In this analysis, Conservative Protestant men were approximately 5 lb heavier than those men indicating no religious preference after controlling for demographics, health behaviors, social support, and stress. Assuming that those indicating a Conservative Protestant affiliation were more likely to be members of a church than those indicating no religious preference, these results are consistent with Lapane et al's41 conclusions that church members are heavier than nonchurch members. The lack of statistical significance of those indicating a Jewish denomination to body weight may have been because of the small number of Jewish men in the sample. Further studies need to be conducted to clarify whether Judaism is associated with body weight in men.

Measures of religion other than denomination were not associated with body weights of men or women, once health behaviors were controlled. Unlike Baecke et al40 and Ferraro,42 no relationship was found between religious attendance and body weight, although those studies did not control for health behaviors. In this analysis, other religiosity measures associated with body weight in men were reduced by controlling for health behaviors, particularly smoking.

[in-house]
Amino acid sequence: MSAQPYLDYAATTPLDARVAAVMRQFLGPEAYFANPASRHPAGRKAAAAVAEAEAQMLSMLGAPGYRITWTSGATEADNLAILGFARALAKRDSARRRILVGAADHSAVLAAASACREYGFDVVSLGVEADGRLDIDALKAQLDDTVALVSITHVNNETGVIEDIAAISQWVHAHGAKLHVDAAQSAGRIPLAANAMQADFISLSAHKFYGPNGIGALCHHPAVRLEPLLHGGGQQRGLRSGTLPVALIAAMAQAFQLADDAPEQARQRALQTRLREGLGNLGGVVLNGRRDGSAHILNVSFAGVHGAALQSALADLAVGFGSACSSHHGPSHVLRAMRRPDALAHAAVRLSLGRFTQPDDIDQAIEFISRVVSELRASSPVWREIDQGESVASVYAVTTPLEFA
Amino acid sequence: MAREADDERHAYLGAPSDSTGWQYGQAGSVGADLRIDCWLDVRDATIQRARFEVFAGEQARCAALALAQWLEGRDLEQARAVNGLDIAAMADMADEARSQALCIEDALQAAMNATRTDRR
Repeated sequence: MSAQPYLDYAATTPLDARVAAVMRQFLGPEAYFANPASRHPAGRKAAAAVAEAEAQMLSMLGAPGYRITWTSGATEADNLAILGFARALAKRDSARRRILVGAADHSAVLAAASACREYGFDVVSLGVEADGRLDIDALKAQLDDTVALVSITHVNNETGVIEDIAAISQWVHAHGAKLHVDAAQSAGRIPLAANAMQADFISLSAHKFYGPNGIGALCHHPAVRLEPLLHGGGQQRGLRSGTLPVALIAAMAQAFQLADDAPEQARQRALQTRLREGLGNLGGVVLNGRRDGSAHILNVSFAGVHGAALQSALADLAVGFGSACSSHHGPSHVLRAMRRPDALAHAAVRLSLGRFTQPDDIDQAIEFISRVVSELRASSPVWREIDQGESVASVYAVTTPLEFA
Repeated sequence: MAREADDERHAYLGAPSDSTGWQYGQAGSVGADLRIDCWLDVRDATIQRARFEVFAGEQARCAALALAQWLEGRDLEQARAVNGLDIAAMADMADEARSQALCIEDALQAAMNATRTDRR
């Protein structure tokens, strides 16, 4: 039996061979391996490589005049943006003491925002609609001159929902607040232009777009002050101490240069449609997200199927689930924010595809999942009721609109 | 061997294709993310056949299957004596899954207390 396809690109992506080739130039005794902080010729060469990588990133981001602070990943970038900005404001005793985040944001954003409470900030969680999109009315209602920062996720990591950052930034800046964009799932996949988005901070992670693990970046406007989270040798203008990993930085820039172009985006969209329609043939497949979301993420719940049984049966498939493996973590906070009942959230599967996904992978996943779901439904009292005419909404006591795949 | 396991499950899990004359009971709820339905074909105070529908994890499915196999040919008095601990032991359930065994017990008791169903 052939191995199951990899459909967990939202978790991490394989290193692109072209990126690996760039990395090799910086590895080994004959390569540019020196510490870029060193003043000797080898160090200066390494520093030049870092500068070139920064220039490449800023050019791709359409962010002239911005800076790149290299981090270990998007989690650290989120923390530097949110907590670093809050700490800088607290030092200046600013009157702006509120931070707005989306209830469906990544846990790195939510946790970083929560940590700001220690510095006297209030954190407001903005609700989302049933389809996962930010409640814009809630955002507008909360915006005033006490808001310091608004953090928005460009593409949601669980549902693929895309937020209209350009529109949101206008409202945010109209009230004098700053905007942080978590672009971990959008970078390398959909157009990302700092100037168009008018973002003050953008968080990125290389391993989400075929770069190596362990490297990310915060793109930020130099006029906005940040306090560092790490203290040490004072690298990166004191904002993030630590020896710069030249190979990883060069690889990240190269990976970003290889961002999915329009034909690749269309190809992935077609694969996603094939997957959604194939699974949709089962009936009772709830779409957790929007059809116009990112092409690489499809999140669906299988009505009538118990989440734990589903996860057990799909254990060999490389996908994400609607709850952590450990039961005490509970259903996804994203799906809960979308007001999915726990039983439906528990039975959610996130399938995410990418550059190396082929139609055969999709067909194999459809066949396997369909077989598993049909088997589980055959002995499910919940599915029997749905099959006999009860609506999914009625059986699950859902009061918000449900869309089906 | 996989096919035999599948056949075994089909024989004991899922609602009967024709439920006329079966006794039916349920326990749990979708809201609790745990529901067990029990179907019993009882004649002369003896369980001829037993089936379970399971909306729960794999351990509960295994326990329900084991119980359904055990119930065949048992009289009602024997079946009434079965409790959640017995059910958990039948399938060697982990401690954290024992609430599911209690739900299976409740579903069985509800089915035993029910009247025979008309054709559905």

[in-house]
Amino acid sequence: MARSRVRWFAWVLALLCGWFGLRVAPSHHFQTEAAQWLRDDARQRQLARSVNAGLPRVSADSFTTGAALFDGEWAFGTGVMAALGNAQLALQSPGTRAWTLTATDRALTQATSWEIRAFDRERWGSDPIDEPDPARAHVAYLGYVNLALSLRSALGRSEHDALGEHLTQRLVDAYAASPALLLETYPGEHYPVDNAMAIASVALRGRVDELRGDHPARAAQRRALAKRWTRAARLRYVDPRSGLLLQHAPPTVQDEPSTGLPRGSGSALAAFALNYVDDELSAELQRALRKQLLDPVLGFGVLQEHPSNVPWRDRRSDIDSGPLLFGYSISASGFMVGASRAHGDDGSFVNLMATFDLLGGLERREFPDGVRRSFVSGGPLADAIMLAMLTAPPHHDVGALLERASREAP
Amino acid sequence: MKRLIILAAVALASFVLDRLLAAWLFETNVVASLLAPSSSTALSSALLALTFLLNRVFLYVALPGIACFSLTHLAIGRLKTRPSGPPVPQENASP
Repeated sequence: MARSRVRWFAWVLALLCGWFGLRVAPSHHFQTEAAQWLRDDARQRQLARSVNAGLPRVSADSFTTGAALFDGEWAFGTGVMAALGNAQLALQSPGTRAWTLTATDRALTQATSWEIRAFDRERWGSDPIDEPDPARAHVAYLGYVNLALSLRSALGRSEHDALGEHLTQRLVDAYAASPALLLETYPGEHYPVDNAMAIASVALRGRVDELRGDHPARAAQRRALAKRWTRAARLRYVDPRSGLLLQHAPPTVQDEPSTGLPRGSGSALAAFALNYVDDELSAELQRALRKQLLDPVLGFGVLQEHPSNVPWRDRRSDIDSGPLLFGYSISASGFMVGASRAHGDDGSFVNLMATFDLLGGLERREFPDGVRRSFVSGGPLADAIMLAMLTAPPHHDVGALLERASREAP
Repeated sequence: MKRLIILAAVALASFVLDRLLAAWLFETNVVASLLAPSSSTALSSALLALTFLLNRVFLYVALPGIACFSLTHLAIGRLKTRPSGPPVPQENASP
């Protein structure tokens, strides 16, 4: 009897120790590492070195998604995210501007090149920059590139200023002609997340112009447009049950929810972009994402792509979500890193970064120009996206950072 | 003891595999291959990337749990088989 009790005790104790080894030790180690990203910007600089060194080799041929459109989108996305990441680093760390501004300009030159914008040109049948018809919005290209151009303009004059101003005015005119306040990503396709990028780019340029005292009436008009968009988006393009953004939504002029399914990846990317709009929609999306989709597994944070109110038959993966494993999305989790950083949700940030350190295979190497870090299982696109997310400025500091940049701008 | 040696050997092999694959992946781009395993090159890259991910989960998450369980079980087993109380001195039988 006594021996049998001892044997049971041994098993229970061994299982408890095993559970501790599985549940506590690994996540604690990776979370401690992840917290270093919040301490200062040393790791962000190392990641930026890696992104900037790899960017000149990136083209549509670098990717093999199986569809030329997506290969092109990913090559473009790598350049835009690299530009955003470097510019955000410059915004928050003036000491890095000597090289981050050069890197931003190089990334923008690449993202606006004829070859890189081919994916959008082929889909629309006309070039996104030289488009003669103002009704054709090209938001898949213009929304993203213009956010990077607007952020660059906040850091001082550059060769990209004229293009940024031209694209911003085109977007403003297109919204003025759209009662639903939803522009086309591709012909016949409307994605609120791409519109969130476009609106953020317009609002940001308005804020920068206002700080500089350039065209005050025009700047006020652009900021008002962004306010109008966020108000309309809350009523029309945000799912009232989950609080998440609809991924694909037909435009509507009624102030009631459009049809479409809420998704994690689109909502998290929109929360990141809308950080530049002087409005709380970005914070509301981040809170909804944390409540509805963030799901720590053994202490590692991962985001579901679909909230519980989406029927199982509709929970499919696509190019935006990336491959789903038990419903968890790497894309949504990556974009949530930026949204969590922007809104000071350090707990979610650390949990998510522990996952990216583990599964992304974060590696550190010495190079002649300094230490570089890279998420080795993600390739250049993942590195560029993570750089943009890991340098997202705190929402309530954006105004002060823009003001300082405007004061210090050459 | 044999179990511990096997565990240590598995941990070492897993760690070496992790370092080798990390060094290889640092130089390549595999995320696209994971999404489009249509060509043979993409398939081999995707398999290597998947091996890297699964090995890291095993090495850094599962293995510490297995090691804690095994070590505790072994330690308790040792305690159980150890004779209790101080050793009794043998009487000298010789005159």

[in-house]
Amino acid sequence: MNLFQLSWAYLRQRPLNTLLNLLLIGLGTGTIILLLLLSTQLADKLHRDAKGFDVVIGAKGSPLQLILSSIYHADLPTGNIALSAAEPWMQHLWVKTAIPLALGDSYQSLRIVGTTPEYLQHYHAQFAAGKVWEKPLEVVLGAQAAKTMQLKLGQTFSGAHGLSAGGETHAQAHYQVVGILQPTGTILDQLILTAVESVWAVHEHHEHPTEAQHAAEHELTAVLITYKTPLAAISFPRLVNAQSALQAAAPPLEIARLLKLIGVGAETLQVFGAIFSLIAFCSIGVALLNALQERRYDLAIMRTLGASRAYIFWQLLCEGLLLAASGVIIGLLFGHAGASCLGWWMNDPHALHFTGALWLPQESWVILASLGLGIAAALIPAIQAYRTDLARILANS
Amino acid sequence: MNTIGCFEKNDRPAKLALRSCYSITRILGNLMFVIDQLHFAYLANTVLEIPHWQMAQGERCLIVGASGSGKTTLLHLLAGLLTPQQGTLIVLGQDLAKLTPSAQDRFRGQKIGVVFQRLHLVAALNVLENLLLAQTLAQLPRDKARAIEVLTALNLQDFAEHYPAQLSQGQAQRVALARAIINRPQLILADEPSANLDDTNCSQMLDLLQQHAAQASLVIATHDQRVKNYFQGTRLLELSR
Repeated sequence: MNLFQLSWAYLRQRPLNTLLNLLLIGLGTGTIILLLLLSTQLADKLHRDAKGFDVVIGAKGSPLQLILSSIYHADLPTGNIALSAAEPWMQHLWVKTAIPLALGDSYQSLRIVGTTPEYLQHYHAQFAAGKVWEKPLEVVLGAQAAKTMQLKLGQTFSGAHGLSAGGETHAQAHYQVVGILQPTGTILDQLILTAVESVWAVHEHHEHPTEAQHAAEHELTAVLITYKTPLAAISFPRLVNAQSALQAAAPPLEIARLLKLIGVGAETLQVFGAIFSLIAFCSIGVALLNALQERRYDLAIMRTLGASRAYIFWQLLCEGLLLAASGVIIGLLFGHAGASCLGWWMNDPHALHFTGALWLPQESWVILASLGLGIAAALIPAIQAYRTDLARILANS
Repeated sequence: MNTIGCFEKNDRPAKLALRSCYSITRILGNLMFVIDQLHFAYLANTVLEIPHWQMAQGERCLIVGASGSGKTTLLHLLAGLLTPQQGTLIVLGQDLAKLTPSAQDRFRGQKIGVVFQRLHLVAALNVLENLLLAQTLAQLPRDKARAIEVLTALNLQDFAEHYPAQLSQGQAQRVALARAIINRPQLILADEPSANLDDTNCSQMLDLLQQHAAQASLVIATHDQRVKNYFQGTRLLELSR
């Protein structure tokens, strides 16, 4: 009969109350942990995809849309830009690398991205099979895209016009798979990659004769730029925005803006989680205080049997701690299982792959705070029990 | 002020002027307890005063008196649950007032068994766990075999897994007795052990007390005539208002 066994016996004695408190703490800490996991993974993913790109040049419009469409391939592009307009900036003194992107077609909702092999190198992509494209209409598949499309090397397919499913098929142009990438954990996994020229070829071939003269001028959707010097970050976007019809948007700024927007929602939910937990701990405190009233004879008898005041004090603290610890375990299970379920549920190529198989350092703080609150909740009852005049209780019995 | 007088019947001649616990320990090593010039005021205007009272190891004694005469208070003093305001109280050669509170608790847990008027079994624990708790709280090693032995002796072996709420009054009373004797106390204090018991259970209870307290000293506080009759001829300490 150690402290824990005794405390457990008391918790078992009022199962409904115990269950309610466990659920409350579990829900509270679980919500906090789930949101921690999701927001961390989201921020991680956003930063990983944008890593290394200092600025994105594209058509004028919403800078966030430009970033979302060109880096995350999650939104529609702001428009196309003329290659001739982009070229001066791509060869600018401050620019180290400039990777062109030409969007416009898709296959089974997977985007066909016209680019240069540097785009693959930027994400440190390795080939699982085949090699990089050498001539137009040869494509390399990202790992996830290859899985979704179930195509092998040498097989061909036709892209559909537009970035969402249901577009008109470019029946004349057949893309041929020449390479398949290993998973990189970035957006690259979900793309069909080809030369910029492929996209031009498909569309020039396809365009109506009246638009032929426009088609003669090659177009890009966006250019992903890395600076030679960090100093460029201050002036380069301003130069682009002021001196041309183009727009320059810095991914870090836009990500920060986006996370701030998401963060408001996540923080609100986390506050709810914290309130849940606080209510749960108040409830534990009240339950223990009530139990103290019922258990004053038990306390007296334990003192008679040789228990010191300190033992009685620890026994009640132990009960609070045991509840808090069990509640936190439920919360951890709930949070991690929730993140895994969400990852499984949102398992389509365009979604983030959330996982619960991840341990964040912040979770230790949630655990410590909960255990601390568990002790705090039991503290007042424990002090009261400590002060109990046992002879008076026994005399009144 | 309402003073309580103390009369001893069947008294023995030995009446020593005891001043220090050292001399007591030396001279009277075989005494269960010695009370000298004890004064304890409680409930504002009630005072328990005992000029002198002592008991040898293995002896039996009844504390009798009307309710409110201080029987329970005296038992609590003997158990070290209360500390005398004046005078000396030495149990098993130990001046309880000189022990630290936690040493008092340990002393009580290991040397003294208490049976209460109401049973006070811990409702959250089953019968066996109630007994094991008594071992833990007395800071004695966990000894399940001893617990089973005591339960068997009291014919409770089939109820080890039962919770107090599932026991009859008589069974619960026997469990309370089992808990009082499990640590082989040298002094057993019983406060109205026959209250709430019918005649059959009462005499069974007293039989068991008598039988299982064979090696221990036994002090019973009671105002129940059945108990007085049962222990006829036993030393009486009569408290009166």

The magnifying effect of the psychosocial variables on the religion–body weight connection suggests that social support and stress could operate as moderators.67 However, the interactions between religion and social support, and religion and stress were not significant, suggesting that the psychosocial variables were not moderators in the religion-body weight relationship.67 Thus, it is not clear how social support and stress fit—if at all—into religion's relationship with body weight. Given that the psychosocial variables did not substantially change religion's relationship to body weight, perhaps social support and stress are not important factors in the religion–body weight connection.

Although the magnitude of religion's relationship with body weight is small, the significance of the relationship offers new insight into the etiology of body weight. Given the cross-sectional nature of this study, the direction of causality could not be clearly established. However, the analysis of height–weight discrimination and religiosity measures supports the hypothesis that religion causes increased body weight in men.